Lately, some directors have been updating this work, so Henry Price’s traditional version was most welcome. Many members of the Nevada audience are new to opera, so it was important to give them what they expected to see. Price is a former tenor best known for his performances at the New York City Opera opposite Beverly Sills. He is now Professor of Music at Pepperdine University and he has directed several excellent Italian opera productions.
Hannah D’Elia’s sets were constructed of expertly painted canvas that created the ambience of old Spain where sunlit upper surfaces contrasted with deep darks below. The attractive, detailed costumes that Jennifer McKee designed put the time of the action firmly in the romantic past.
Maya Lahyani is a born Carmen. The demands of the role lie smoothly on her voice and she has strong resonance all across its range. Most of all, she created a charismatic figure that held the attention of every member of the audience. For a young singer who had only performed the title role of Carmen in two previous productions, her grasp of its intricacies was amazing.
Last year, dramatic tenor Viktor Antipenko’s portrayal of the scoundrel, Pinkerton, in Puccini’s Madama Butterfly was a major hit. As Don JosÈ on Friday night, he was equally triumphant. The tenor role opposite Carmen is difficult because it requires a great deal of dramatic singing in each of its four acts but has a major aria in the second act with an exposed pianissimo high note. Antipenko succeeded on both counts.
As Michaela, Susanne Vinnik was somewhat less successful. Her role also has dramatic singing, which she accomplished well, but she sang her lyric phrases with an excess of vibrato. As Escamillo, Trevor Scheunemann was a true grit torero who looked as though he could stare down the most ferocious of bulls. He sang his memorable aria with burnished bronze tones.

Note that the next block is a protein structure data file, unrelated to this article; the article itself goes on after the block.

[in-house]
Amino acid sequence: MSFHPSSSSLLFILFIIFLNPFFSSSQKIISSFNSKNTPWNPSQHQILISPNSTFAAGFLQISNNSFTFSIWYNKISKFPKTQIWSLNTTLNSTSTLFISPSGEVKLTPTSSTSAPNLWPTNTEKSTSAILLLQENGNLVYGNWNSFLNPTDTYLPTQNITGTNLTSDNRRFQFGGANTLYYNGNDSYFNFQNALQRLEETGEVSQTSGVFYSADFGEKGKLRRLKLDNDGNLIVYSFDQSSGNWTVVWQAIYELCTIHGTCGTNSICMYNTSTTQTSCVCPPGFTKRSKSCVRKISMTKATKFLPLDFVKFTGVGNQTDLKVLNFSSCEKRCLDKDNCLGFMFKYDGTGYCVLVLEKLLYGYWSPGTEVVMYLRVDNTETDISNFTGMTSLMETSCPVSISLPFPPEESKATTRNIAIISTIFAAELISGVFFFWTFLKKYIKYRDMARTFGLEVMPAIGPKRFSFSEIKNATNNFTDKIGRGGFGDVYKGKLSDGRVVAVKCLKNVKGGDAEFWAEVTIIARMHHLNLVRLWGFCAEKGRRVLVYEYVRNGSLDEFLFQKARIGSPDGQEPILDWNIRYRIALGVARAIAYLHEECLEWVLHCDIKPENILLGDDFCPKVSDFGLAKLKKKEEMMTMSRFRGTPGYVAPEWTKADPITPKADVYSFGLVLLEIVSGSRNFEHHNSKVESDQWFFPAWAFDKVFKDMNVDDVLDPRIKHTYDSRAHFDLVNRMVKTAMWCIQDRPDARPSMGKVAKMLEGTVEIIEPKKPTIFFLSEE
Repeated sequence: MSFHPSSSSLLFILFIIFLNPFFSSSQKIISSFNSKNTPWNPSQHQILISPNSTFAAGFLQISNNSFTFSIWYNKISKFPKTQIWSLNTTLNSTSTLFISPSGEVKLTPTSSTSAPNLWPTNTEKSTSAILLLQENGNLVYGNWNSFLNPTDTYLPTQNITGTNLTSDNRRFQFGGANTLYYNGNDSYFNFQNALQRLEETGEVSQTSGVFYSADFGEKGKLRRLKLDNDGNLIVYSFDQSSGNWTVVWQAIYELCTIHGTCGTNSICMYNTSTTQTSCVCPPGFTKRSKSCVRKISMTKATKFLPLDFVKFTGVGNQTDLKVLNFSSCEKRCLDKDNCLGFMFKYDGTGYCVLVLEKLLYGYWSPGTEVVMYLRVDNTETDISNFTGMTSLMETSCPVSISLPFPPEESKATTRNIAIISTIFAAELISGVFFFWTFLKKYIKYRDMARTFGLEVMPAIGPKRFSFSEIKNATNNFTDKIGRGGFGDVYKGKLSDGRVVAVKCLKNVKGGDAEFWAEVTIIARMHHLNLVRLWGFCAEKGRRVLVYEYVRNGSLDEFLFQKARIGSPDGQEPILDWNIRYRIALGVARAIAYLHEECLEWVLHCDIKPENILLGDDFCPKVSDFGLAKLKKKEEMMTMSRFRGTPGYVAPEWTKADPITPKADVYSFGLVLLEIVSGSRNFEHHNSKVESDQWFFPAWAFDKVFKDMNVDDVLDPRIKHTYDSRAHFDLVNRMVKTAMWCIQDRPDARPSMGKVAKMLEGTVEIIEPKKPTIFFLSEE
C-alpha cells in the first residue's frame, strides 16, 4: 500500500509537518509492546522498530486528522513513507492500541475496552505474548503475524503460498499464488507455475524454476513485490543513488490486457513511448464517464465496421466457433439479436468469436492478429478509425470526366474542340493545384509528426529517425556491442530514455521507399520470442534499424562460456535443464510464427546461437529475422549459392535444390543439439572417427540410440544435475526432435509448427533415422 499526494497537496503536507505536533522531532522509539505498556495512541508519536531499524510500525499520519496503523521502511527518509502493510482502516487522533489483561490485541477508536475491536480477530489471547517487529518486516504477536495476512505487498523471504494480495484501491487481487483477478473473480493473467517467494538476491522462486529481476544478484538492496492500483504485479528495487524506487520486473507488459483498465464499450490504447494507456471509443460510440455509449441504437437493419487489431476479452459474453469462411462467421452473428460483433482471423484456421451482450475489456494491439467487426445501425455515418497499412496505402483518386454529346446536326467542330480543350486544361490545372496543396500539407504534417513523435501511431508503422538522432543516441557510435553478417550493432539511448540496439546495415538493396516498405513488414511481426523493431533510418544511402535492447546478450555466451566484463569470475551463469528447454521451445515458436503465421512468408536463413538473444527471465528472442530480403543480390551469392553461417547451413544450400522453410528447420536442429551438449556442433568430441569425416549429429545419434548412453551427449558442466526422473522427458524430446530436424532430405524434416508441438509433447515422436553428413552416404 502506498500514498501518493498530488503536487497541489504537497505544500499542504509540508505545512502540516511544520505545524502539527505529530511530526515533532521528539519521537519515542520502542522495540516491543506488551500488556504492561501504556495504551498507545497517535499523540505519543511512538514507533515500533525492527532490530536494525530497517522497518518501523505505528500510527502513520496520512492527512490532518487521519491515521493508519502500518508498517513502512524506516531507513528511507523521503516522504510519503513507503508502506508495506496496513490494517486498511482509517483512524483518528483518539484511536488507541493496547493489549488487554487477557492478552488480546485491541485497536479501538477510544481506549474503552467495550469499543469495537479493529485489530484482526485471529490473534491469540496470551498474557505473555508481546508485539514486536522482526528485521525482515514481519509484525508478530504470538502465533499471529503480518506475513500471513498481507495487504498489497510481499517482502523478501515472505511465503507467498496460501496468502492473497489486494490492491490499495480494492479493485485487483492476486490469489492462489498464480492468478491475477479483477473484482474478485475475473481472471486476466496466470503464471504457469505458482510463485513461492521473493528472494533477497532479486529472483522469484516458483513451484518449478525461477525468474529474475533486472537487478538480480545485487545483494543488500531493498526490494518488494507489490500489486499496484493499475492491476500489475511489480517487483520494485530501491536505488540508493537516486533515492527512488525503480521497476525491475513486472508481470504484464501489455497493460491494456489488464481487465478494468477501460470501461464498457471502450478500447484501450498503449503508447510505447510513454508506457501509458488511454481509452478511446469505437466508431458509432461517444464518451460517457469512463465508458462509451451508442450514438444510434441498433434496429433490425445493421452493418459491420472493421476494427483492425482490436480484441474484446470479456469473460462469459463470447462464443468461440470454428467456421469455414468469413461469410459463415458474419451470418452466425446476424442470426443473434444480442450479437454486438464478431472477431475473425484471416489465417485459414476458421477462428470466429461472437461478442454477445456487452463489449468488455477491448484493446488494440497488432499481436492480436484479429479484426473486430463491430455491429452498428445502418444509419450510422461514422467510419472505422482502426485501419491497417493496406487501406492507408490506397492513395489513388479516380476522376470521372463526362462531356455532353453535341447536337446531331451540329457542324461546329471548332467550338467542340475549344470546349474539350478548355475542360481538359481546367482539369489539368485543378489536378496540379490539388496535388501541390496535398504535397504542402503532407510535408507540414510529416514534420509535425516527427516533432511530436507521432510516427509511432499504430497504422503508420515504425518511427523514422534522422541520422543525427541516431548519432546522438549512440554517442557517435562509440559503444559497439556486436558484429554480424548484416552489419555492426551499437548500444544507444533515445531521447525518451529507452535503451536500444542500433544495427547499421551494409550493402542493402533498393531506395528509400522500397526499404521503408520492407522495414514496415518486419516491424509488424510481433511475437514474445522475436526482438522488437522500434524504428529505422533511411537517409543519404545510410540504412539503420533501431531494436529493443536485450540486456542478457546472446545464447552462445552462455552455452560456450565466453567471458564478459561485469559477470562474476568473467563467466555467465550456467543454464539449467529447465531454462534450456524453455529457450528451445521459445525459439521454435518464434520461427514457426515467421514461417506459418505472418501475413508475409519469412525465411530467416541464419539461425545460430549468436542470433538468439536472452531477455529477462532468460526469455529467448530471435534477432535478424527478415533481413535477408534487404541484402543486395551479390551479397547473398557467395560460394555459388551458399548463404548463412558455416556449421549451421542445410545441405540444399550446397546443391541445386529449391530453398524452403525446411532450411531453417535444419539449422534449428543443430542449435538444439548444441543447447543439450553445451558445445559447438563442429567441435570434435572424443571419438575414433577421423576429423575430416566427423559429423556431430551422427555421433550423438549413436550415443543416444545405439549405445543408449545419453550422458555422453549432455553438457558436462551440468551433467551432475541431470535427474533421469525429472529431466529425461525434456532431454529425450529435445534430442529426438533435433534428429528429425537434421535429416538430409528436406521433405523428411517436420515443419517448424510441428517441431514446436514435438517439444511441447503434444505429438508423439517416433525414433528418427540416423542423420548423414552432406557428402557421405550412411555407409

Carmen’s women friends, soprano Emily Botts as Frasquita and mezzo Kylee Slee as MercËdes, made some fine additions to the singing. Botts, in particular, added blooming high notes to the mix. Bass-baritone Peter Johnson was a commanding Zuniga and baritone Eugene Richardson a straight laced MoralËs. As Le DancaÔre Brian James Myer was an adept scout while his partner-in-crime, Aldo Perrelli as Le Remendado, took life a little less seriously.
With the help of conductor Gregory Buchalter and Lahyani, these singers gave a fast rendition of the challenging quintet. Much of Bizet’s Carmen is dance music and Buchalter gave us a catchy and rhythmic reading of the score that invited its characters to dance. It invited the audience to mentally tap their toes, too, but the house was full and that precluded dancing in the aisles! It was a wonderful evening in Las Vegas and I, for one, hope we will have another show from Opera Las Vegas before the year is out.
Cast and production details:
Conductor, Gregory Buchalter; Stage Director, Henry Price; Carmen, Maya Lahyani; Don JosÈ, Viktor Antipenko; Escamillo, Trevor Scheunemann; MicaÎla, Suzanne Vinnik; Zuniga, Peter Johnson; MoralËs, Eugene Richards; Frasquita, Emily Botts; MercedËs, Kylee Slee; Le DancaÔre, Brian James Myer; Le Remendado, Aldo Perrelli; Lillas Pastia, John Wennstrom; The Waif, Marc Leggat; Fight Coordinator, Sean Critchfield; Technical Director, Hannah D’Elia; Lighting Design, Ginny Adams; Costume Design, Jennifer McKee; Chorus Preparation, Megan Franke; Choreographer, Bernard Gaddis; Dancers: Justin Daniels, Barrington Lohr, Mary LaCroix Lohr, Maria Vicuna McGovern, Opera Las Vegas Orchestra, Chorus, and Children’s Chorus.
product_title=Opera Las Vegas: A Blazing Carmen in the Desert
product_by=A review by Maria Nockin